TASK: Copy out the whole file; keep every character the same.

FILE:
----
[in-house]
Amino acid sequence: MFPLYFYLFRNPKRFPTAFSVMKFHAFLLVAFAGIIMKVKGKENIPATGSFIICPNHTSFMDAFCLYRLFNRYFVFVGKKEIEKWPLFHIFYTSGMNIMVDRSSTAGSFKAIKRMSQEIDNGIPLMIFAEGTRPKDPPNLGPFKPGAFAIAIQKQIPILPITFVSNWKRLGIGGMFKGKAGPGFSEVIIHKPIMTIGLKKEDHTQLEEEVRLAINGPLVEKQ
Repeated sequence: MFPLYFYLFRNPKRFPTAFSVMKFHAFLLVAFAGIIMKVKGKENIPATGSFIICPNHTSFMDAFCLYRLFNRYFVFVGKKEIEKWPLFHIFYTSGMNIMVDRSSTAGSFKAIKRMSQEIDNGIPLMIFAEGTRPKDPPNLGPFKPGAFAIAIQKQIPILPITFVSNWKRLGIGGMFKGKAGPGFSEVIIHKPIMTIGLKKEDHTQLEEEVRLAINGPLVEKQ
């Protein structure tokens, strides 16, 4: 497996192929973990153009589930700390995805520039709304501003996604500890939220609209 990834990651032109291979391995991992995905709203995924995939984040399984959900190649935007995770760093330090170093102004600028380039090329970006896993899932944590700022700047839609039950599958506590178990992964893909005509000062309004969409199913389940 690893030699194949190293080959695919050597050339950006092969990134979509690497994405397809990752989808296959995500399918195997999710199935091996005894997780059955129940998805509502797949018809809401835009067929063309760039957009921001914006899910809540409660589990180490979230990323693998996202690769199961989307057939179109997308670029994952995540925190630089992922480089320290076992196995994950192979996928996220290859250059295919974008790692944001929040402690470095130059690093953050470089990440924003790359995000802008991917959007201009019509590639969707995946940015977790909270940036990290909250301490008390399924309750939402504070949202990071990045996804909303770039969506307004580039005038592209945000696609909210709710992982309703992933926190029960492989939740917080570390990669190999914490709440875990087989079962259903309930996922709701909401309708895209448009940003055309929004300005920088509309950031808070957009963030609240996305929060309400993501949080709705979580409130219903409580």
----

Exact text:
[in-house]
Amino acid sequence: MFPLYFYLFRNPKRFPTAFSVMKFHAFLLVAFAGIIMKVKGKENIPATGSFIICPNHTSFMDAFCLYRLFNRYFVFVGKKEIEKWPLFHIFYTSGMNIMVDRSSTAGSFKAIKRMSQEIDNGIPLMIFAEGTRPKDPPNLGPFKPGAFAIAIQKQIPILPITFVSNWKRLGIGGMFKGKAGPGFSEVIIHKPIMTIGLKKEDHTQLEEEVRLAINGPLVEKQ
Repeated sequence: MFPLYFYLFRNPKRFPTAFSVMKFHAFLLVAFAGIIMKVKGKENIPATGSFIICPNHTSFMDAFCLYRLFNRYFVFVGKKEIEKWPLFHIFYTSGMNIMVDRSSTAGSFKAIKRMSQEIDNGIPLMIFAEGTRPKDPPNLGPFKPGAFAIAIQKQIPILPITFVSNWKRLGIGGMFKGKAGPGFSEVIIHKPIMTIGLKKEDHTQLEEEVRLAINGPLVEKQ
């Protein structure tokens, strides 16, 4: 497996192929973990153009589930700390995805520039709304501003996604500890939220609209 990834990651032109291979391995991992995905709203995924995939984040399984959900190649935007995770760093330090170093102004600028380039090329970006896993899932944590700022700047839609039950599958506590178990992964893909005509000062309004969409199913389940 690893030699194949190293080959695919050597050339950006092969990134979509690497994405397809990752989808296959995500399918195997999710199935091996005894997780059955129940998805509502797949018809809401835009067929063309760039957009921001914006899910809540409660589990180490979230990323693998996202690769199961989307057939179109997308670029994952995540925190630089992922480089320290076992196995994950192979996928996220290859250059295919974008790692944001929040402690470095130059690093953050470089990440924003790359995000802008991917959007201009019509590639969707995946940015977790909270940036990290909250301490008390399924309750939402504070949202990071990045996804909303770039969506307004580039005038592209945000696609909210709710992982309703992933926190029960492989939740917080570390990669190999914490709440875990087989079962259903309930996922709701909401309708895209448009940003055309929004300005920088509309950031808070957009963030609240996305929060309400993501949080709705979580409130219903409580």